July 26, 2021
These slander proceedings involved two leading exponents of Irish dance, Jamie Hodges and Christopher Naish, who had worked together for years as friends and colleagues in a business known as Fusion Fighters. The business involved both performing shows and teaching students at workshops all over the world. Their business relationship and friendship broke down in early 2019. Mr Hodges issued proceedings against Mr Naish for slanders allegedly spoken by Mr Naish to three individuals between February and April 2019 in relation to sexual misconduct on the part of Mr Hodges.
Having heard evidence as to the exact words alleged to have been spoken, His Honour Judge Richard Parkes QC, sitting as a Judge of the High Court, found that Mr Naish had spoken the following words:
- “Jamie has been grooming young girls on social media so he can stay friendly with them and meet up with them for sex when they reach the age of consent … Several dance teachers have told me that parents have complained that his behaviour has been inappropriate … He has STDs and has been sleeping with hundreds of girls. I shall probably have to tell them”, in a conversation during a car journey in March 2019 with Conor Kennedy and John McCullough, both freelance Irish dance teachers; and
- “Jamie has been grooming kids through social media, so you know who you are getting involved with. Elaine Walker has complained about the Fusion Fighters workshop because Jamie has been closely involved with three girls from the camp. I received a statement that he had been inappropriate with some of her dancers”, in a telephone call to Kevin Goble, another freelance Irish dance teacher, in April 2019.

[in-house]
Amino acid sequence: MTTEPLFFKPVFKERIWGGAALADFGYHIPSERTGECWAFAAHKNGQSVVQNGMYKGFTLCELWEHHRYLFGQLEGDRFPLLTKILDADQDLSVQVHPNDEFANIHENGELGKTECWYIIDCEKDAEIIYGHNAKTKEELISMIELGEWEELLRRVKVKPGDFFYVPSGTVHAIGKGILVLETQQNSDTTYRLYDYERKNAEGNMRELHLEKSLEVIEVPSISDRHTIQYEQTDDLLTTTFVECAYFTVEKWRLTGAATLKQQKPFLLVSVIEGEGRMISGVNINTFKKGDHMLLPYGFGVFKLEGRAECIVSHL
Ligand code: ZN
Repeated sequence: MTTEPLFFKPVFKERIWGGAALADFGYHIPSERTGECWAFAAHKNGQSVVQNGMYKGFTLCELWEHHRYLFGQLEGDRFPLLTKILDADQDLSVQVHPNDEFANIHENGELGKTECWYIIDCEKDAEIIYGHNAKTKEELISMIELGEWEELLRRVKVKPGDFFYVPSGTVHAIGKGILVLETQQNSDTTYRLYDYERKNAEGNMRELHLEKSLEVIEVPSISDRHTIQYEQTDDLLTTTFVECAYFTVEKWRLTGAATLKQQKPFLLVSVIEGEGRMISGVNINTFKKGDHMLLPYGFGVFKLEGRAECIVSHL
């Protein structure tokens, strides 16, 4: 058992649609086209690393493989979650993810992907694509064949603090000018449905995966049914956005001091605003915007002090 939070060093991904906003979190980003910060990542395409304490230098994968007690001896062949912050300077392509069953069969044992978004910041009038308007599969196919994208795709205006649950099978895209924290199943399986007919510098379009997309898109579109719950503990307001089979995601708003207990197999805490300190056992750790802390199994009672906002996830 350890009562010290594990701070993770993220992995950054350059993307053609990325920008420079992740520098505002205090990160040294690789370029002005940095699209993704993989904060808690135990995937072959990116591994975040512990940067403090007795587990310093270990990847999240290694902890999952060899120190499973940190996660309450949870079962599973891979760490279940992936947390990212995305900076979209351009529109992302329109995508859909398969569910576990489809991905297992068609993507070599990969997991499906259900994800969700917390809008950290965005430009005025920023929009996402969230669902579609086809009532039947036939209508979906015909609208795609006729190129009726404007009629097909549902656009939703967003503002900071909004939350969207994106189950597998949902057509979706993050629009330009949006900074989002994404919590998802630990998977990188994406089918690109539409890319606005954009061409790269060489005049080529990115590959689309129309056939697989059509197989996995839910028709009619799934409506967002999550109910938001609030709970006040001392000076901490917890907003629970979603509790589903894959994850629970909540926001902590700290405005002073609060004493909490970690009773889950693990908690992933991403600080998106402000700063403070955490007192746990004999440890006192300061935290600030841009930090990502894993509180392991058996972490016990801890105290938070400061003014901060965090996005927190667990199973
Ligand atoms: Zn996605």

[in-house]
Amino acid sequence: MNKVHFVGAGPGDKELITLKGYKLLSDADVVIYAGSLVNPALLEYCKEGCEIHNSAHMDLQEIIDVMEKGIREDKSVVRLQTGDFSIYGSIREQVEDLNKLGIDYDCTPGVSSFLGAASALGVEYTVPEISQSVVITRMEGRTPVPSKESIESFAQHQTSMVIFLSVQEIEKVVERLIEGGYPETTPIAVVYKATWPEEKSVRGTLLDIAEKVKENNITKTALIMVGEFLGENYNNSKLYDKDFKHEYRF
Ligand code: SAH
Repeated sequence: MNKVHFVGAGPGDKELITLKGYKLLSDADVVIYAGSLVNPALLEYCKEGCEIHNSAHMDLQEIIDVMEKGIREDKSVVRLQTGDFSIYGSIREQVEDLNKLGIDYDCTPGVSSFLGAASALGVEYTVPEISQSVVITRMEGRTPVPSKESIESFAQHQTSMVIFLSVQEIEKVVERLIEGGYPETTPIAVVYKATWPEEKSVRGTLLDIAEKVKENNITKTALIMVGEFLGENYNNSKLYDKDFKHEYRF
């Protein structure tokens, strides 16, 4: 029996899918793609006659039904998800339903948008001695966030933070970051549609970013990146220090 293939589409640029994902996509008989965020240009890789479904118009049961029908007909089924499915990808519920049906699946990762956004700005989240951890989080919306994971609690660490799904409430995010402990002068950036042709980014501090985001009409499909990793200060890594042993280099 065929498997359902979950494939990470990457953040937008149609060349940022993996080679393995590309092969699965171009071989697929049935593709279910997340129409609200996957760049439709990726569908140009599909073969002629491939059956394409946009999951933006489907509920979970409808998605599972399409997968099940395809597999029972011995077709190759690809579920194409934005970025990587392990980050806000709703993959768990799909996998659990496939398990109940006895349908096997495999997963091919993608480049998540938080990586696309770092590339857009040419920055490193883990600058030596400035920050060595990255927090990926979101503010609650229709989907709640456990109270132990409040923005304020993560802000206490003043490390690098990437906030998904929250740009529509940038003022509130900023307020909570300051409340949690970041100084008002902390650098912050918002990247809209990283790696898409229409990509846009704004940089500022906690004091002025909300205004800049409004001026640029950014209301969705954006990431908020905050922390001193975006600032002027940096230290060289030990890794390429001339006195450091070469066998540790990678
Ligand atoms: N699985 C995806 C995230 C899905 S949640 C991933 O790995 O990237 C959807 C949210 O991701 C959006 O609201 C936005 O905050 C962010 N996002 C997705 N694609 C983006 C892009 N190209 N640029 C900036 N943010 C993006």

The publication to Mr Goble was not pleaded originally. Section 4A of the Limitation Act 1980 provides that no action for defamation or malicious falsehood shall be brought after the expiration of one year from the date on which the cause of action accrued. The cause of action therefore expired in April 2020. Mr Hodges applied to the court to disapply s 4A in accordance with its power under s 32A of the 1980 Act.
Section 32A provides that if it appears equitable to the court to allow an action to proceed, considering the degree to which the operation of s 4A might prejudice the claimant and the defendant, the court can disapply s 4A. The court must consider: (i) the length of and reasons for the claimant’s delay; and (ii) where a reason for the delay is that the relevant facts were not known to the claimant until after the end of the limitation period, the date on which the facts became known, the extent to which the claimant then acted promptly and reasonably, and the extent to which relevant evidence might be unavailable or less cogent than if the action had been pursued within the limitation period.
Mr Parkes QC found that Mr Hodges had, in fact, been keen to pursue a claim based on publication to Mr Goble, but that his lawyers at the time (who were not the lawyers on the record in relation to this judgment) had not understood that the words spoken to Mr Goble amounted to a separate cause of action that needed to be pleaded. Mr Parkes QC found that Mr Hodges had done his best to pursue the claim promptly and that he had always had a genuine with to pursue vindication.